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Detroit — The ovation meant a lot to Anibal Sanchez. His performance, his third straight strong start since returning from his self-imposed demotion to Toledo, meant a lot to his teammates.

It was the win, though, that meant the most to everyone involved.

“I feel good because the team won,” said Sanchez after the Tigers scored three times in the bottom of the seventh to beat the Indians 7-4 in Game 1 of a doubleheader Saturday.

Sanchez walked off to a standing ovation, and with a 4-2 lead, with one out in the seventh inning.

“I have always said those fans deserve a lot,” Sanchez said. “I have been one of the guys here who has given up a lot of runs and caused a lot of their frustration. It was really nice to do something to help us win a game and make them happy today.”

The Tigers collectively are approaching this one rung at a time. After their June swoon, they have dug quite a hole for themselves. But, winning for the fourth time in five games, they seem resolute on climbing out.

“We’ve got to do it the rest of the year,” Ian Kinsler said. “You can never take a break in this game. It’s constant. It’s every day.”

BOX SCORE: Tigers 7, Indians 4

The cheers for Sanchez had barely died down in the top of the seventh inning when Carlos Santana swatted a 3-2 fastball from reliever Daniel Stumpf into the seats in right-center field, a two-run blast tying the game suddenly, 4-4.

The Tigers didn’t flinch, answering back with three runs off reliever Bryan Shaw in the bottom half of the inning.

“That’s what good teams do,” Kinsler said. “They respond when the other team makes a run. They answer.”

Nick Castellanos, who had three hits, spanked an RBI triple to the right-center field gap to grab the lead back. Mikie Mahtook, after a fighting out of a two-strike count, brought Castellanos home with a single and James McCann singled home the third run.

Castellanos ended up a home run shy of the cycle.

Bruce Rondon and Justin Wilson locked it down, pitching scoreless eighth and ninth innings, respectively.

The Tigers, playing without Justin Upton (soreness in his right side), had built the initial lead with a four-run uprising off Indians starter Josh Tomlin in the third and fourth innings. J.D. Martinez and Miguel Cabrera hit back-to-back home runs in the third — No. 14 for Martinez and 11 for Cabrera, who has hit three in his last four games.

Jose Iglesias then rapped a two-run double in the fourth.

“This was about Sanchy,” manager Brad Ausmus said. “He was outstanding. That’s three good starts in a row, and the last two have been extremely good.”

For six innings, Sanchez had the Indians utterly befuddled with his assortment of breaking balls and varied off-speed pitches. He was touched for two hits, both in the third inning when the Indians scratched out their first run. In one stretch between the third and sixth innings, he retired 10 of 11, the only blemish a one-out walk in the fourth.

“The biggest thing is, he’s commanding his fastball on both sides of the plate and up in the zone,” Ausmus said. “But he is mixing it up, too, using his curveball and change-up. His change-up has been his go-to off-speed pitch.”

But those off-speed and breaking pitches, regardless of how expertly he varies the speeds and locations, aren’t as effective unless he convinces the Indians hitters to honor his fastball.  Thus, nine of his first 12 pitches were well-located fastballs, 90-92 mph. His ability to command the fastball unlocked the rest of his arsenal.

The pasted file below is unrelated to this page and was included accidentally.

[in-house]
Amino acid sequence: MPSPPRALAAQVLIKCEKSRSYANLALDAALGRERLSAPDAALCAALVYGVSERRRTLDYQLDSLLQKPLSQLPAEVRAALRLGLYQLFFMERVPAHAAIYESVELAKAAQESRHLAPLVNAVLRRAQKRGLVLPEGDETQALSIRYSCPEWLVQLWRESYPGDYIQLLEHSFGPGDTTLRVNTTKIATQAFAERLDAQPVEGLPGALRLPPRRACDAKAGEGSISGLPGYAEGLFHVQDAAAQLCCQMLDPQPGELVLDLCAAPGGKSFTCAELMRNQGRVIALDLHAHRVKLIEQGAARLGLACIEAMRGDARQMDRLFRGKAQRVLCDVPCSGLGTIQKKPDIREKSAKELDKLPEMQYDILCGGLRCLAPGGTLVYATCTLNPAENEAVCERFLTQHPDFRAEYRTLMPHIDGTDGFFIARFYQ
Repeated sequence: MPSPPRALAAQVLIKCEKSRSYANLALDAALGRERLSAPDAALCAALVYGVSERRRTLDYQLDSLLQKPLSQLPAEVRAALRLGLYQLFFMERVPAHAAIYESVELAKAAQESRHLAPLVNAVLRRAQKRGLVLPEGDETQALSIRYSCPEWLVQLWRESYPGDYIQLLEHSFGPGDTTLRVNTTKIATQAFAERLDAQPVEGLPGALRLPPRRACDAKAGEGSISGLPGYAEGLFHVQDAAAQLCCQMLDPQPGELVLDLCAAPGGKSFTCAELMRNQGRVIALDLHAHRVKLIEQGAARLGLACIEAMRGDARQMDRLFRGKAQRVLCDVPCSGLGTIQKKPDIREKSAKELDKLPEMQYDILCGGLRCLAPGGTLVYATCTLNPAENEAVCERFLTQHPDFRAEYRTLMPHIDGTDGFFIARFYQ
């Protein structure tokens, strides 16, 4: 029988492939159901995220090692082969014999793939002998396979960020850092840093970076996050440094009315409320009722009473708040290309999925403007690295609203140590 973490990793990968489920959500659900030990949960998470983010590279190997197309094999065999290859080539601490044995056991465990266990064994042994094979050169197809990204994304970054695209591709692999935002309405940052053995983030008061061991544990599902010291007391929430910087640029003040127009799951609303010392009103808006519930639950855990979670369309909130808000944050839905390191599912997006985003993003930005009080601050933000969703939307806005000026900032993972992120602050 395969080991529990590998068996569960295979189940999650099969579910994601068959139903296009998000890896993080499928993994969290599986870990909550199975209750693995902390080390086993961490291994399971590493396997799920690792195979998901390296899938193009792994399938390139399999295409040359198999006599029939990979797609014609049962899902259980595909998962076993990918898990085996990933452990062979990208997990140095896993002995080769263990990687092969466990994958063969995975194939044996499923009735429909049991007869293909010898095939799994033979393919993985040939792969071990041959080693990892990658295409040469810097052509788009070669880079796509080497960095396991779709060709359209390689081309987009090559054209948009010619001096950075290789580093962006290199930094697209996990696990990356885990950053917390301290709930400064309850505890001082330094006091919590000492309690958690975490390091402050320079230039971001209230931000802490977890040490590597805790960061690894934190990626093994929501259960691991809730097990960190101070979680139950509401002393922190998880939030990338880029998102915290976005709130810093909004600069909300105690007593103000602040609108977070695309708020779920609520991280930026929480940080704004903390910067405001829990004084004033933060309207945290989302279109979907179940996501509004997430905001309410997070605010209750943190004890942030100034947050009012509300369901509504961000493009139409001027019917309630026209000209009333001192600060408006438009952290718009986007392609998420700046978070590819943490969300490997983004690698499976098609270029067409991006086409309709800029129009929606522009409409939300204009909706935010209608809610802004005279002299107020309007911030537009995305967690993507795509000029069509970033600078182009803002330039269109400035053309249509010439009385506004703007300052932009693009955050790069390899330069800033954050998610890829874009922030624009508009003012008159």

Between his curveball, slider, split-fingered fastball and change-up, Sanchez’s velocity range was 63 mph on his slow change-up (he also has a firmer one in the low 80s), to 92 mph on his fastball.

“Today I can say was my best outing so far,” said Sanchez, who’s ERA in his three starts since coming back is 3.12. “It was the first day I was able to locate all my pitches. I worked really good with my fastball, after that I can use my breaking ball. And when I hit my spots with the breaking ball, I can do more in any situations.”

He was throwing sinkers inside for strikes to left-handed hitters and painting the outside corner with two-seamer, four-seamers and cutters to right-handed hitters. All the while mixing in the change-ups and curveballs.

Is it any wonder that for most of the game he had the Indians hitting off their front foot — as evidenced by the 12 weak fly balls or pop-ups.

“It’s a big difference in speed from the 60s (mph) to 91-92,” he said. “That’s a good distance and I can really get their hitters off-balance. 
But they are good-hitting team and it’s not easy to keep them off-balance – which you saw (in the seventh inning).”

With one out in the seventh, Sanchez gave up a ringing double to Jose Ramirez and an RBI single by Lonnie Chisenhall. It was the most solid contact Sanchez had allowed all game, and at 102 pitches, all there was left for him to do was accept his ovation and the hugs and high-fives from his teammates.

“He’s a guy everybody in the clubhouse cares about and likes, so they are happy for him,” Ausmus said. “They are also happy he’s pitching well because it serves them well as a team.

“But a lot of credit goes to Sanchy for going down to Toledo, getting those four starts and trying to build back up and gain some confidence.”

Sanchez isn’t quite ready to pronounce himself all the way back. As Kinsler said, the process is constant, never ending.

“I feel good right now,” Sanchez said. “Thank God I got this opportunity again. I am so grateful to God for where I am right now. I am just going to continue to work. Nothing is guaranteed here and nothing is guaranteed tomorrow.

“I have to continue working. It’s a long season.”

Twitter: @cmccosky